Assistance for those on the Cusp of Adulthood

istockphoto.com/DNY59

Autism strikes a family’s heart, soul and wallet.  Estimates by The Autism Society puts a lifetime of care for an autistic child at $3.2 million.  Autism parents know firsthand the brutal toll to the family coffers of therapies that can run $40,000 to $50,00 per year.  Families tangle with insurance companies, invariably ending up with many out of pocket expenses.  Educational instability generated by schools unable to provide a safe learning environment creates tremendous hardship as parents relinquish employment to home school their child, or move them to private schools in search of the elusive best case scenario.  Relocation to other states is frequently necessary to track down more generous insurance, autism services and competent school systems. 

Having personally endured harrowing financial hardships raising my twins with autism as a single parent, I recently found a measure of peace through successfully attaining Social Security Insurance (SSI) for one of my sons. This is disability insurance that pays a monthly amount of about $700.  You have to be in dire straits to receive this money before your child turns 18 because the family income is then included as a determinant of eligibility.  However, after your child turns 18, family income is no longer counted, and your child receives that income even if he lives with you indefinitely.  The application can be done over the phone in an hour and a half.  Releases are signed so you don’t have to submit hard copy records.  It takes up to 6 months for the application to be processed and you receive three months back payment in a lump sum, a nice reward for your patience.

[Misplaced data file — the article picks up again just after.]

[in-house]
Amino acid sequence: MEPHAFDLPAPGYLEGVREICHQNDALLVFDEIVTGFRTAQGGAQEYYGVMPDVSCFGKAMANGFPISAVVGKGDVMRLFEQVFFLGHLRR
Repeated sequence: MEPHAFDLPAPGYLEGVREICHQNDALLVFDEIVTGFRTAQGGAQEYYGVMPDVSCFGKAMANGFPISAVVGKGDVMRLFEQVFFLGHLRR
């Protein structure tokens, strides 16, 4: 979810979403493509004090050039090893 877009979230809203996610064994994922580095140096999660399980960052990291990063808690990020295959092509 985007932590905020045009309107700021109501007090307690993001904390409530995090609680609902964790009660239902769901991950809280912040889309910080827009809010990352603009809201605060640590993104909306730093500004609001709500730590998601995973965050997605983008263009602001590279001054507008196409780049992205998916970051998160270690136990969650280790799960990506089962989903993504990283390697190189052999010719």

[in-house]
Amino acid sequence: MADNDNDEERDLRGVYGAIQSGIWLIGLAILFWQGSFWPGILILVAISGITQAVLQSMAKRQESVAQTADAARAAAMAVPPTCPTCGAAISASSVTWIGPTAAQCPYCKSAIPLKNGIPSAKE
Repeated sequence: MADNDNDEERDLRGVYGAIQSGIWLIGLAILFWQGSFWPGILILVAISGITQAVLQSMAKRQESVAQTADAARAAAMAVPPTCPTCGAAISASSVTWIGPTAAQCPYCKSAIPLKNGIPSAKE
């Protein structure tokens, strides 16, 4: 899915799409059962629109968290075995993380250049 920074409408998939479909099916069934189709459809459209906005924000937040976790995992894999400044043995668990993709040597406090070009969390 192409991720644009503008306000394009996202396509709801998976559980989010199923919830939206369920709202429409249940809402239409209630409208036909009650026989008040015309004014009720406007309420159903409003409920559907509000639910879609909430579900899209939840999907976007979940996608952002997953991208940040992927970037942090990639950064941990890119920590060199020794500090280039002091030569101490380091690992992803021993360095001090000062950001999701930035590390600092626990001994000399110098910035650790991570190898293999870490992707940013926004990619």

After your child turns 18, you as the parent can also apply to his paid caregiver, receiving a paycheck for between 30 to 200 hours per month.  Pay is low, of course, ($10/hour plus 7 hours of paid training), but why not be compensated for what you already have done around the clock for the last 18 years? 

Another door that opens is Vocational Rehabilitation, a service that identifies your child’s employment needs and helps them to achieve them.  Some cost is involved unless your child is on SSI.  This program does not pigeon hole your child in menial, repetitive tasks, but truly supports whatever their individual needs may by paying for higher education and/or training programs and the supports that may entail, like transportation or a personal aide to attend classes and help them navigate their day. 

If you need help, avail yourself of it.  God knows, you’ve earned it.

About the Author
Susan Moffitt
http://susanmoffitt.com